He was, however, charged with six walks, two of which were to Pirates pitcher Ross Ohlendorf. The last of those walks was to former fellow Dodgers prospect Andy LaRoche, who had fallen behind 0-and-2 before working a frustrated Kershaw for four balls. Of the last three pitches to LaRoche -- Kershaw's last three pitches of the night -- two were bounced, and the other was several inches high and wide, prompting Kershaw to pound his fist into his glove in frustration as LaRoche trotted to first to load the bases.
There was a simple reason Pirates closer Octavio Dotel quite obviously pitched around Andre Ethier with a runner on second and two outs in the ninth inning with Manny Ramirez on deck. It was because Ramirez was 0-for-6 with three strikeouts in his career against Dotel.
Still, the fact a team was actually pitching around Ethier to get to Ramirez in a key, late-inning situation of a tie game was a clear indication things have changed. Is Ethier now considered a more dangerous hitter than the presumably drug-free and possibly declining Ramirez? Only time will tell if this becomes a trend.
There were several simple reasons Dodgers third baseman Casey Blake laid down a sacrifice bunt after James Loney drew a leadoff walk from Brendan Donnelly in the 10th. First, it was by the proverbial book. Second, the Dodgers' offense the first two games of the season hasn't exactly been lighting it up, especially in key situations -- the team is 4-for-28 with runners in scoring position. And third, Blake himself had been hitless in four previous at-bats for the evening.
So the strategy clearly made sense. But was it sound? Who knows? No one, actually. No one will ever know what would have happened if Blake had been allowed to swing the bat rather than giving away an at-bat in that situation. As it turned out, Loney was eventually left standing on third when Ronnie Belliard popped up to end the inning, an inning when the Dodgers effectively had only two outs to work with instead of the usual three.
Lost and found
After hitting only seven home runs last season, Russell Martin hit his first of the year in the fifth inning off Ohlendorf. The blast went to right field of all places, landing in the front row above the out-of-town scoreboard.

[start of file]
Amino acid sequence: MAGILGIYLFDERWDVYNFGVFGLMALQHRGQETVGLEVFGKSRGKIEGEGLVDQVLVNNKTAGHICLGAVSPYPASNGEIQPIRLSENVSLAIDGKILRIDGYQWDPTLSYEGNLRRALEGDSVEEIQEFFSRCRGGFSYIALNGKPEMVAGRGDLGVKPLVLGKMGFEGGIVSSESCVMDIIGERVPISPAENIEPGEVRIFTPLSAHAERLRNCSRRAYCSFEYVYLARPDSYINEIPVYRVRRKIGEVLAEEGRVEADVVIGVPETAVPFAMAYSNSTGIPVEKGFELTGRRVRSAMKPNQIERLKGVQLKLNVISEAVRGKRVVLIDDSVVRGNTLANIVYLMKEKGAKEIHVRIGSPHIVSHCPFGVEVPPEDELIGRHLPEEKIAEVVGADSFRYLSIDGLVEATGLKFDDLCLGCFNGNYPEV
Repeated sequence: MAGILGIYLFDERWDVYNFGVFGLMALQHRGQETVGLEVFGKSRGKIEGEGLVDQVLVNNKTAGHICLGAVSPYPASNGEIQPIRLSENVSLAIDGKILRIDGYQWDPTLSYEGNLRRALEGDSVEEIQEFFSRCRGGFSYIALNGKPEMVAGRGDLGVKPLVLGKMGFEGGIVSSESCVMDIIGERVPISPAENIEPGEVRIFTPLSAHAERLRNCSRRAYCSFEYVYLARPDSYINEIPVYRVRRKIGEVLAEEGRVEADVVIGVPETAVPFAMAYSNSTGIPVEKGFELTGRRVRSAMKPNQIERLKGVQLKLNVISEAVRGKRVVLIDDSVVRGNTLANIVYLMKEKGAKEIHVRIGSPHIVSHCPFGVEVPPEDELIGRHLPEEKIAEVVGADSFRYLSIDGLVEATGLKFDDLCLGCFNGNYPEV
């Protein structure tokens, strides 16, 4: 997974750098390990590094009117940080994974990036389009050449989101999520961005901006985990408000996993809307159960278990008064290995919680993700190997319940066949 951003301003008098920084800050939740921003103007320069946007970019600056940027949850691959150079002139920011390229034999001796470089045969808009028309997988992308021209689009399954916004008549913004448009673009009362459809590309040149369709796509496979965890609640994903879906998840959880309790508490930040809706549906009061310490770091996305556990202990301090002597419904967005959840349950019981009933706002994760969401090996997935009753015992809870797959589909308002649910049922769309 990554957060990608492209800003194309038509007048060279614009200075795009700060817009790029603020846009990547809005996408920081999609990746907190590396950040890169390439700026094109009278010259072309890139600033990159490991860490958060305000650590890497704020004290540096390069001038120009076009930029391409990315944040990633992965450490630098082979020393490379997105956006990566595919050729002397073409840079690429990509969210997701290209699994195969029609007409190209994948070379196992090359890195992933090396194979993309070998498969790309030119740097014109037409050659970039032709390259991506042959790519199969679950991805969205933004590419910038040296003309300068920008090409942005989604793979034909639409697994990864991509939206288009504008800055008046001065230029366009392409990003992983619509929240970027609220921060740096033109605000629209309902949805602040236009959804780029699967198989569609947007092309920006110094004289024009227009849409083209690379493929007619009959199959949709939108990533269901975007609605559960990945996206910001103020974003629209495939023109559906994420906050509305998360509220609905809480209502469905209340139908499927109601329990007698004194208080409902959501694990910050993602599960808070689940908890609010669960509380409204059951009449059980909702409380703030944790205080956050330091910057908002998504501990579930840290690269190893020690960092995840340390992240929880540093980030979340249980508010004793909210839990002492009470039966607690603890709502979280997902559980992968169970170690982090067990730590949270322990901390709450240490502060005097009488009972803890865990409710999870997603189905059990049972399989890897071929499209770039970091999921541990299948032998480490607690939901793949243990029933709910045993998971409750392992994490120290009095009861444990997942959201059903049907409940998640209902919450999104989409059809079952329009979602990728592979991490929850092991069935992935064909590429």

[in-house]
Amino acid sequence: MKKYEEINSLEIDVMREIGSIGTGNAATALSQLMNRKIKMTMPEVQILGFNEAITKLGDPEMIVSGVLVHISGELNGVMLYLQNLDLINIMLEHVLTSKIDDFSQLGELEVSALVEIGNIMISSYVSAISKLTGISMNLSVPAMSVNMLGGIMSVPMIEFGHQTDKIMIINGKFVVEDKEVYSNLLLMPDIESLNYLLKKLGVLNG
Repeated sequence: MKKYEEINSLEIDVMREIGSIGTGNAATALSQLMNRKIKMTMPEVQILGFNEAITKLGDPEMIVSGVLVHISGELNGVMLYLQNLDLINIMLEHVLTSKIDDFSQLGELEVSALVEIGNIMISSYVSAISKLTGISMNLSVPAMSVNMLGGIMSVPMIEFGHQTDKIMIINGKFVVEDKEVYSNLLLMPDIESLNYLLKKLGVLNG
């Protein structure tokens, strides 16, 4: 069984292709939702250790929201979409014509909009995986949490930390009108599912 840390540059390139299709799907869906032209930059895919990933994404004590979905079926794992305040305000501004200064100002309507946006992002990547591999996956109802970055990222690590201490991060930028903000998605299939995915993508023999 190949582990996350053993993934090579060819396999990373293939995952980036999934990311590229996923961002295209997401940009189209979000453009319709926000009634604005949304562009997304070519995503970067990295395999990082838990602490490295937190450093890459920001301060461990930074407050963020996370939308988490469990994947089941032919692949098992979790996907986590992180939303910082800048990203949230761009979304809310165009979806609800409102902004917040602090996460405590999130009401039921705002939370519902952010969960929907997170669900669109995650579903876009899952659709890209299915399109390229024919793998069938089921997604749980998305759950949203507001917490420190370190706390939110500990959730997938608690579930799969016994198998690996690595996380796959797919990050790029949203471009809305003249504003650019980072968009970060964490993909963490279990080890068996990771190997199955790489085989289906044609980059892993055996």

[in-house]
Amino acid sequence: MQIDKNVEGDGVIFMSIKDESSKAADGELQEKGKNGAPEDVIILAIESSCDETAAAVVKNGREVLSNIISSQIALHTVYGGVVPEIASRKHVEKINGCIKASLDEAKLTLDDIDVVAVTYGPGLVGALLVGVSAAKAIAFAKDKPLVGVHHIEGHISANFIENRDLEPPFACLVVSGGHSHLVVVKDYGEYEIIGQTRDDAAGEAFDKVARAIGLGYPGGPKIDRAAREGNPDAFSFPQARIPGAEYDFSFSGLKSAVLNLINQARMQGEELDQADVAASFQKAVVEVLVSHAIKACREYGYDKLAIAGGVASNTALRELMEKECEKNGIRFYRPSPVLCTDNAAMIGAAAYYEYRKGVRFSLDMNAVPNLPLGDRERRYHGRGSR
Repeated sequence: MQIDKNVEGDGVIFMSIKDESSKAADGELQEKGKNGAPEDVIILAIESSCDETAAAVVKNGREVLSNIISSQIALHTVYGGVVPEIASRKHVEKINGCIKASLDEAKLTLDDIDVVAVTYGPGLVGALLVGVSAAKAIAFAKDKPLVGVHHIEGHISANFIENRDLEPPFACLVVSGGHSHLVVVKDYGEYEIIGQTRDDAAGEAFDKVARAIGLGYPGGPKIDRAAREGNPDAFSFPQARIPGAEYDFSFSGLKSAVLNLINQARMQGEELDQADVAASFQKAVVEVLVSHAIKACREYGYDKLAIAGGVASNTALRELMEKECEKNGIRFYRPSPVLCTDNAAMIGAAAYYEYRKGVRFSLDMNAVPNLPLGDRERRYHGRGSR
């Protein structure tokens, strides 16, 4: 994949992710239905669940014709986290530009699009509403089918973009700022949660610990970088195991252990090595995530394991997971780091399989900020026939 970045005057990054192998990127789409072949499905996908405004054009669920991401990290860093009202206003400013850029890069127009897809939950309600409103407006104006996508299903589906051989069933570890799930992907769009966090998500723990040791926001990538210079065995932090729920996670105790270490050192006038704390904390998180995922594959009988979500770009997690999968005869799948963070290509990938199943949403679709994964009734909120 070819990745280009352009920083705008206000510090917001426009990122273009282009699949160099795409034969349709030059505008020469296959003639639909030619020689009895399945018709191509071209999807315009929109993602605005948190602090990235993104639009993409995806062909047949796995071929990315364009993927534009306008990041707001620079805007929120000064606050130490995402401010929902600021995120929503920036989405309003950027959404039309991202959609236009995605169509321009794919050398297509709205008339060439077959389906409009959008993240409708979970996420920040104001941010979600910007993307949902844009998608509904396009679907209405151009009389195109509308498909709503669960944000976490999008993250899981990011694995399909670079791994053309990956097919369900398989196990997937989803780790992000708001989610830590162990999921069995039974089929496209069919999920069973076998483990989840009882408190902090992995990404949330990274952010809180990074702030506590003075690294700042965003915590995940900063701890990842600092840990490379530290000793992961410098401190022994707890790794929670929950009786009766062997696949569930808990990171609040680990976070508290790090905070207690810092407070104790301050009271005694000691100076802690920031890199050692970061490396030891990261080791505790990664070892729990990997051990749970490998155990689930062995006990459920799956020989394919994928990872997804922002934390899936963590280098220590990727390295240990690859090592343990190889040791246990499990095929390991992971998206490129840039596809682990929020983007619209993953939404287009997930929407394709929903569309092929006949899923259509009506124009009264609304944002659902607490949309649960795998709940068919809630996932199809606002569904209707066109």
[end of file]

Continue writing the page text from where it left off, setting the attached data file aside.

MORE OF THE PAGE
"Russell had great at-bats tonight and the other day," Torre said. "He just looks like he is in a groove right now where he has a plan and he is sticking with it. I think it was important for him to get off to a good start so that he doesn't try to get too big with his swing and try to catch up. That is when he loses his patience and his poise."
Quote of the day
Dodgers setup man George Sherrill, who had been struggling with his mechanics and his results until pitching a scoreless eighth inning against the Pirates in which he gave up only a walk and struck out two of the four batters he faced:
"I think we finally figured out what it was. It's just kind of bittersweet because we're not off to the start we want. But not to sound arrogant, but I think I'm a pretty key part of this team. The back end of the bullpen is pretty important, and I need to be sharp. So to finally figure out what was wrong, it's definitely a relief."
The Dodgers' hopes of avoiding the colossal indignity of a season-opening sweep at the hands of the lightly regarded Pirates now rests on the sometimes slumped-over shoulders of right-hander Chad Billingsley, who will make his season debut in Thursday's matinee. With left-hander Paul Maholm going for the Pirates, the Dodgers will take the field without Ramirez and either Blake or Loney, as Torre said he would rest at least two of his regulars because of the quick turnaround.
The result notwithstanding, Billingsley's most important assignment will be to pitch deep into the game. The Dodgers' bullpen already has pitched eight innings in the team's first two games. But with rain and much cooler weather in the forecast, Torre says he isn't going to keep bringing Billingsley back if there are repeated delays.
Tony Jackson covers the Dodgers for ESPNLosAngeles.com.